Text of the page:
The Shame of the "Anonymous" Protests...
When my friend Andre brought up this topic yesterday during the Super Bowl, it seemed a clear indication of just how amazingly far this story has spread.
Last week, a group calling itself "Anonymous" announced that it would stage international protests against the Church of Scientology on February 10th. You might remember a few weeks ago that a promotional video of Tom Cruise was leaked to the public in which he espouses his Scientology beliefs in a jargon-loaded manner that was the immediate subject of popular ridicule. Well since then, the Church of Scientology has filed lawsuits against YouTube, Gawker.com, and other video-sharing sites for (what else?) copyright infringement.
"Anonymous" views these lawsuits as a violation of free speech on the Internet, arguing that it is not copyright infringement if the video is newsworthy - a well-recognized "Fair Use" exception in the law. As a result, "Anonymous" has not only put out a call to action for massive international shows of protest on Feb. 10th, but it has also already led denial-of-service attacks on Scientology websites, gotten participants to make prank calls to Church of Scientology centers, and has carried out real-world protests or raids outside Scientology buildings. Some people have even taken so much pride in their disruptive activities that they have posted their exploits on YouTube.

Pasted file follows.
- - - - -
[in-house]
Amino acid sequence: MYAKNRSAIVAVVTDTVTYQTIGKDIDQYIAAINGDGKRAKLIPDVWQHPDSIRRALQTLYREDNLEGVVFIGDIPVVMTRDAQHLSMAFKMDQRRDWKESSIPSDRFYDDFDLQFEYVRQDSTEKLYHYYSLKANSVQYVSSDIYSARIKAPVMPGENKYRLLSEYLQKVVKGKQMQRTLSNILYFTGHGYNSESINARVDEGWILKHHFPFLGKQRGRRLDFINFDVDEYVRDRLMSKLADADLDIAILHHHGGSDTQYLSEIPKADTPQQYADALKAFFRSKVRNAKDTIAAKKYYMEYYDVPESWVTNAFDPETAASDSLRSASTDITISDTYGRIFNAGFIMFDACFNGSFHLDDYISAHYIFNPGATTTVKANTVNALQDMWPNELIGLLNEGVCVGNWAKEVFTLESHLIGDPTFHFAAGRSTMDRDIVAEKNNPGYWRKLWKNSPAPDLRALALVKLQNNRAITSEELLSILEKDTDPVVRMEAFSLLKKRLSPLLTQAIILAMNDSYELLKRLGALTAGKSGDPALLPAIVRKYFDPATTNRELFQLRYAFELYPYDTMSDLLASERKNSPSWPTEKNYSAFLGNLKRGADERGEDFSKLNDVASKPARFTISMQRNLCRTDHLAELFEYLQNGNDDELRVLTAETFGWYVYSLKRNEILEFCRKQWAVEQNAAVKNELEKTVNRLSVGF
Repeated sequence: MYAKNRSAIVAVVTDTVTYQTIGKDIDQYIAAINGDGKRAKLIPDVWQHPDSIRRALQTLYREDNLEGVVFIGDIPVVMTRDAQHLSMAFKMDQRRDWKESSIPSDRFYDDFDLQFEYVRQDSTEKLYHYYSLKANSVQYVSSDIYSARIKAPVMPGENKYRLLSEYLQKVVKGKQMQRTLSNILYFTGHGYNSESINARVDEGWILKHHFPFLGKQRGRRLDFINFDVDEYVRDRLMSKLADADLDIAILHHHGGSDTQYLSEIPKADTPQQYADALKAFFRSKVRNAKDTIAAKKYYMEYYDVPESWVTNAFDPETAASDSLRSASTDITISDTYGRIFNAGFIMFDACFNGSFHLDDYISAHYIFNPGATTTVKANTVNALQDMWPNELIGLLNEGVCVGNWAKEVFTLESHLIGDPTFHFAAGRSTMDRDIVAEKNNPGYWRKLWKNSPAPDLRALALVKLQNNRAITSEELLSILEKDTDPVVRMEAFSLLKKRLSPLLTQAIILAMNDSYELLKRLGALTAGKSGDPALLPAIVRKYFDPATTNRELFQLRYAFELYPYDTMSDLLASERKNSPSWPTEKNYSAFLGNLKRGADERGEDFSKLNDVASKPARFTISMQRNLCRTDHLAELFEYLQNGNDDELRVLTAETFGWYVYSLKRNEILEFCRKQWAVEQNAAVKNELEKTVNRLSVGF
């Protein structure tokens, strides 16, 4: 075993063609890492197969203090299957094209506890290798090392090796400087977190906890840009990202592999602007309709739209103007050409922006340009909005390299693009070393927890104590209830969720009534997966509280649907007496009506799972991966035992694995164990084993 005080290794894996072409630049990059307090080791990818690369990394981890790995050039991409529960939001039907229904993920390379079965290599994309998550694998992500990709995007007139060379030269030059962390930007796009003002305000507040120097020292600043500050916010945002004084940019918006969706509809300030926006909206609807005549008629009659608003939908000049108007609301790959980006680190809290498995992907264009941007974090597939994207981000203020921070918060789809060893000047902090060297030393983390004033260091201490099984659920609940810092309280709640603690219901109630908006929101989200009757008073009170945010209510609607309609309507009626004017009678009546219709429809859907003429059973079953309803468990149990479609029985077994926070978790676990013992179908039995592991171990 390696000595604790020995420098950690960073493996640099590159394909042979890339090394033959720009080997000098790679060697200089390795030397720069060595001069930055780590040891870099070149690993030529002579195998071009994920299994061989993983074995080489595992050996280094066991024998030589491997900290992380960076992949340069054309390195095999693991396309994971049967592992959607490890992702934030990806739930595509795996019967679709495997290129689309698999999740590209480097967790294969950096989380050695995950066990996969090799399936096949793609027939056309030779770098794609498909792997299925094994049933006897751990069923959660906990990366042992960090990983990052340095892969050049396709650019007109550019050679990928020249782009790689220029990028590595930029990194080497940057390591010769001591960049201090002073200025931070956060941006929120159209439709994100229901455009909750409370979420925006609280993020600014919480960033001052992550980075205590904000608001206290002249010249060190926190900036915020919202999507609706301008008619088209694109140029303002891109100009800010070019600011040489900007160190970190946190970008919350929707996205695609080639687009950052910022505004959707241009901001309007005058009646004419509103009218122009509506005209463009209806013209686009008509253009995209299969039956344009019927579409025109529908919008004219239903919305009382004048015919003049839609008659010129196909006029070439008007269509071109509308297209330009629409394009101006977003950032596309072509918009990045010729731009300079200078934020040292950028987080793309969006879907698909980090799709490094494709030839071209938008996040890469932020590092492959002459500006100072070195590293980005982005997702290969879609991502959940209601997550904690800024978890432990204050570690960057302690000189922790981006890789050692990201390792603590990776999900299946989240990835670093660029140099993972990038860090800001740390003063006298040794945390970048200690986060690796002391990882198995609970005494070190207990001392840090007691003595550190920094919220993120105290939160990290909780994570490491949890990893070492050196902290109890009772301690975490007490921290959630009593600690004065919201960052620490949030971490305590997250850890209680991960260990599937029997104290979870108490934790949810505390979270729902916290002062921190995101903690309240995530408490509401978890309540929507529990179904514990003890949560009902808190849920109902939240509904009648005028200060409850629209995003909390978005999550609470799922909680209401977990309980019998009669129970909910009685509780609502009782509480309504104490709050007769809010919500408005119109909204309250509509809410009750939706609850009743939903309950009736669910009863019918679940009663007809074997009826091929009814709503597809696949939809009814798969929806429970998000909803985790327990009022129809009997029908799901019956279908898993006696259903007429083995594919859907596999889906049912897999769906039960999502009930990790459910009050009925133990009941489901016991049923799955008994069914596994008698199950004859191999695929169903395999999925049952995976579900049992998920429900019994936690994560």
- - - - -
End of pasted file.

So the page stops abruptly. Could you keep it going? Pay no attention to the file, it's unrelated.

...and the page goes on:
What observations can we draw from this series of events?
First, "Anonymous" is using despicable tactics that only label themselves to the rest of the world as anarchic cowards. Protests in support of a cause are one thing, but committing illicit acts that can only be characterized as juvenile in nature give observers the impression that these are not political activists fighting for free speech, but rather a group of maniacs who are using their computer hacking skills to disruptive ends while they sit back in the comfort of their homes ANONYMOUSLY to ensure there will be no repercussions, probably laughing at the havoc they're wreaking.
What these wannabe hacktivists need to understand is that such tactics are completely counter-productive. By undermining their credibility, they do more to harm their cause than to help it. Also, there is this little problem of hypocrisy with a group that claims to be fighting for free speech by taking down websites that profess a different point of view from their own.
Second, and this is what's most ironic, the cause itself is actually a just one. Lawsuits claiming copyright infringement - most often under the guise of ominously intimidating "cease and desist" letters - have become the de facto tool of media regulators in cyberspace. The Church of Scientology's lawsuit, as well as YouTube's appeasement, is shameful, and only supports the case for badly needed legislative copyright reform.
It's just a pity that it's the maniacs in the movement who've most prominently taken up the banner of the cause.